Whenever I try to melt the sugar on top of a creme brulee with my kitchen blow torch, I find that the sugar takes forever to discolour even slightly, let alone melt. Eventually isolated patches of sugar start to burn. At this point I usually stop as I don't want to eat burnt sugar.

I hold the torch so the flame ends just above the sugar, and I move the flame around constantly.

What I end up with is sugar that isn't totally melted into a nice layer, but is still granular but somewhat stuck together. The texture isn't right at all - I want that smooth layer of sugar.

What am I doing wrong?

  • 1
    I thought that this is expected - when I have had creme brulee or creme catalana in restaurants, the caramel layer was always slightly gritty. This is what makes the difference between creme brulee and creme caramel for me - the caramel melted on even heat before the custard is added has exactly the smooth quality you describe, which creme brulee doesn't. But I am interested in seeing the answers - maybe I have only been to bad restaurants.
    – rumtscho
    Commented Aug 6, 2012 at 12:36
  • What kind of torch are you using? Is it one of those tiny butane micro-torches?
    – Aaronut
    Commented Aug 6, 2012 at 14:43
  • @Aaronut:- This isn't exactly the torch I have, but it's roughly the same size: procook.co.uk/product/procook-kitchen-torch-14-8cm
    – Nicholas
    Commented Aug 6, 2012 at 14:47
  • 9
    I'm not sure if this justifies another answer being posted, but FWIW, I've never had much luck doing making actual crème brûlée with a "crème brûlée torch". It's far easier (not to mention faster) to do with a half-decent propane torch. To boot, they're usually less expensive than the torches marketed in kitchen stores.
    – Aaronut
    Commented Aug 6, 2012 at 15:01
  • 2
    Never had much luck with those types of torches. Go buy yourself a torch with a flexible hose that attaches to the propane bottle and seperate hand unit-plumbers carry them on their belts. It allows you to keep the bottle upright but the hose lets you twist and turn the flame as you like without hassle. Also, not too much sugar on top. I like to cover the top and pour excess off then add a 1/4 tsp back again. You get a coating of sugar everywhere and the extra bit will melt fast so you can then let it flow around the top to even things up. Commented Aug 10, 2012 at 22:04

4 Answers 4


The technique for creating a proper layer of melted sugar on your creme brulee involves three important elements:

  1. After you add the sugar, gently swirl the ramekin to create smooth layer of sugar. You don't want it too clump or be uneven.
  2. Gently 'kiss' the sugar with the tip of the flame, moving the flame around to heat evenly, just until the sugar starts to flow.
  3. Hold and rotate the ramekin to cause the melting sugar to flow around the cup and form an even layer.

Your goal is to distribute the heat, and sugar, evenly and smoothly around the top of your custard.

The technique to use is easier to pick this up by seeing it rather than reading about it. Alton Brown did a segment on Creme Brulee on Good Eats where he demonstrates the technique.

(if the link fails, you can Google "Alton Brown Creme Brulee on You Tube")

  • Video link was broken, replaced with a new link.
    – Cos Callis
    Commented Mar 16, 2017 at 13:57

A few tips follow that may apply in your case:

  • Before baking the brulees, use the torch on any bubbles formed in the liquid custard so that uneven patches don't become baked-in.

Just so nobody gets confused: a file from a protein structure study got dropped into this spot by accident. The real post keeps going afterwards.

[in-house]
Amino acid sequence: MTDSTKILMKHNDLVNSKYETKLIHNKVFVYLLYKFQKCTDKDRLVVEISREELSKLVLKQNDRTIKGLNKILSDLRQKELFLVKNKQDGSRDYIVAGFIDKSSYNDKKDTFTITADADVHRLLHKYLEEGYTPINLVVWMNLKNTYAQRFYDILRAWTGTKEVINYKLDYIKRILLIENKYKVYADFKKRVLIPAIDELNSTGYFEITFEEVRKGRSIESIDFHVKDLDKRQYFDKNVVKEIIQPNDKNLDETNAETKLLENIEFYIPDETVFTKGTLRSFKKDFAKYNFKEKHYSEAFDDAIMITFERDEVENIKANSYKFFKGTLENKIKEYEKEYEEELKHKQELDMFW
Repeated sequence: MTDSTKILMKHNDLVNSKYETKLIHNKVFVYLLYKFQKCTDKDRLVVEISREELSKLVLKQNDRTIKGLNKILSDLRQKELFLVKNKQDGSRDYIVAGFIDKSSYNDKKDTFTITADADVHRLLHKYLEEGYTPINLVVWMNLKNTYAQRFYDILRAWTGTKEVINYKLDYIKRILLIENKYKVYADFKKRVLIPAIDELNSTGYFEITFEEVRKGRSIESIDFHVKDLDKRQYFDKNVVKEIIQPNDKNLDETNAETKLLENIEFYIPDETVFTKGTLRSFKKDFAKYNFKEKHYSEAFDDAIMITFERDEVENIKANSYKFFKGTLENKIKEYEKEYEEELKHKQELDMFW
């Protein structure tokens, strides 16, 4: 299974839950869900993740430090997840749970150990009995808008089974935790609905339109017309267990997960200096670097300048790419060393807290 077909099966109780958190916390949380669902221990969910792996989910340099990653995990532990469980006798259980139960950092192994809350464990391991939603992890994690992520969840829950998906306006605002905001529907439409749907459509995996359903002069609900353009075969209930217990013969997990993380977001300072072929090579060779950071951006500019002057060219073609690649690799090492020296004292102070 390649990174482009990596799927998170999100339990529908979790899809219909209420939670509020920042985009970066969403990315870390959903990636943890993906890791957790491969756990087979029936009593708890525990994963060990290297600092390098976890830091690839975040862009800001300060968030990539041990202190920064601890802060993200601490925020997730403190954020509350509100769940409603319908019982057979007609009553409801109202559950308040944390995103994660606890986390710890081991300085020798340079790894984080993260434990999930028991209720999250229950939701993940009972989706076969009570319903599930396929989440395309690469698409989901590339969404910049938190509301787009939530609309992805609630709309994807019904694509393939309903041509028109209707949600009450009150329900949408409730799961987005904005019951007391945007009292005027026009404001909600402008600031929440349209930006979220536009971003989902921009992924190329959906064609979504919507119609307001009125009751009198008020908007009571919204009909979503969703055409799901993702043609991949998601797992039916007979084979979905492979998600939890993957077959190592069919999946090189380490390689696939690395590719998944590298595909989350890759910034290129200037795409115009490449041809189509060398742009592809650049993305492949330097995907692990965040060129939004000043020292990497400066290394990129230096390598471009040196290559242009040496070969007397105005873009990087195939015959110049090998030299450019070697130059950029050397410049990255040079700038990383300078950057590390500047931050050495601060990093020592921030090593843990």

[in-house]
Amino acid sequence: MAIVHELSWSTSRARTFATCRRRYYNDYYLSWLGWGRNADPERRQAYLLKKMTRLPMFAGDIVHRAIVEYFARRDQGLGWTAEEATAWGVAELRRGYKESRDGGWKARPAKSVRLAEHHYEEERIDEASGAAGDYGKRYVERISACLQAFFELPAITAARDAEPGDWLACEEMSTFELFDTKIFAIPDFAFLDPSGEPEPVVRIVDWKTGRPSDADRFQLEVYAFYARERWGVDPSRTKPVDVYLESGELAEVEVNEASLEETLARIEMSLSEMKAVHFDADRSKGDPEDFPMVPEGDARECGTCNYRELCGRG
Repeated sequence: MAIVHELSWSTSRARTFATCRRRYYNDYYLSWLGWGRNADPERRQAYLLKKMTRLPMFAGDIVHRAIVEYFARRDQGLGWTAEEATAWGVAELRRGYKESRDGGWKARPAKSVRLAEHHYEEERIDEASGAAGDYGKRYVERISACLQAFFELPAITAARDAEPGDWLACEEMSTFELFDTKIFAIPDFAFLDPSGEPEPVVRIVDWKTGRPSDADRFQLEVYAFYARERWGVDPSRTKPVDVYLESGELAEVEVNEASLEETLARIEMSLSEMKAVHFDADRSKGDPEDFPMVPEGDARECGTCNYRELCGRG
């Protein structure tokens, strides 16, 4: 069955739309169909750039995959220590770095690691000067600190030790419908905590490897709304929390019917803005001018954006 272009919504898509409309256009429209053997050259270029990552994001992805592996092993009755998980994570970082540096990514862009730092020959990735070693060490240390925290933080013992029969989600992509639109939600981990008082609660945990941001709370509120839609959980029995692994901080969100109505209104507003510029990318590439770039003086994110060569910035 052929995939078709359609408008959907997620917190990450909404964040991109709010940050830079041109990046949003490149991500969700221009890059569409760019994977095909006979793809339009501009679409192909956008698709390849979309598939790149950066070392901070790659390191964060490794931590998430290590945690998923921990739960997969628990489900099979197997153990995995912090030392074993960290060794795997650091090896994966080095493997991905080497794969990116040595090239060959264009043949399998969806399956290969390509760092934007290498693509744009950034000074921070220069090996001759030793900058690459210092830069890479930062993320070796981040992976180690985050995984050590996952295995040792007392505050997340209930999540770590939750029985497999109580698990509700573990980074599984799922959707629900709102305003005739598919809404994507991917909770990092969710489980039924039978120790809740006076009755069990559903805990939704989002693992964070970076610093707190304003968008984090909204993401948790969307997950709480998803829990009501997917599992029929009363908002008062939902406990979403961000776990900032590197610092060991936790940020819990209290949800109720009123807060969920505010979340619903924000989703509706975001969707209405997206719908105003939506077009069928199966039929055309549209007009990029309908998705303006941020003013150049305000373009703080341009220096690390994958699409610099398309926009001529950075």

• Use fine grained (caster) sugar so that any unmelted crystals will be less noticeable.
  • Swirl the sugar around in the ramekin and then get rid of excess sugar by tossing it onto a tray. This way you only have a very thin layer of sugar crystals to melt.
  • Brown the sugar in two passes of the flame to avoid overcooking the top of the custard. The first pass should only melt the sugar, brown it on the second pass.
  • Use the tip of the light blue part of the flame for browning (at least this is the case when you are using the smaller brulee torch). Sweep back and forth as if mowing a lawn.

I've caramelised thousands of creme brulees and I find that these points will help you.

1) Dry your custard surface of water/condensation

2) Use caster/ demerara sugar that is dry (not clumpy from moisture/humidity)

3) Put a spoonful of sugar in the middle; swirl ramekin or you can turn the ramekin in your hand and tap the side with your finger.

You want an even layer of sugar

4) Before you use a torch, it is important to understand the following concept. : Familiarise yourself with how water boils ; the point where it turns from liquid to gas.

  • In the same way, Sugar will melt from the heat of the torch. At the point there are bubbles, it is the point before it burns. (Ie - Water to gas)

5) With a blowtorch, what i feel works best is to use the hottest/strongest flame and to hit the sugar as close to the surface as possible.

  • With reference to point 4, you take away the heat when your caramel starts bubbling. As that is the furthest point u can take your sugar before it becoming totally burnt.

6) Moving the torch in a circular motion, you should end up with a fabulous caramelised sugar crust that cracks. ( And yes. it only cracks when the top has cooled down adequately - Patience is difficult at this time but oh so worth it when u crack through into an amazing lush custard)

7) Time is of essence as too much heat for too long will heat up the custard beneath. You want it to be slightly warm on the caramel layer and a cool custard.

Enjoy folks!


Use powdered sugar/ icing sugar dust lightly using a sieve and build layers of golden crunchy caramel

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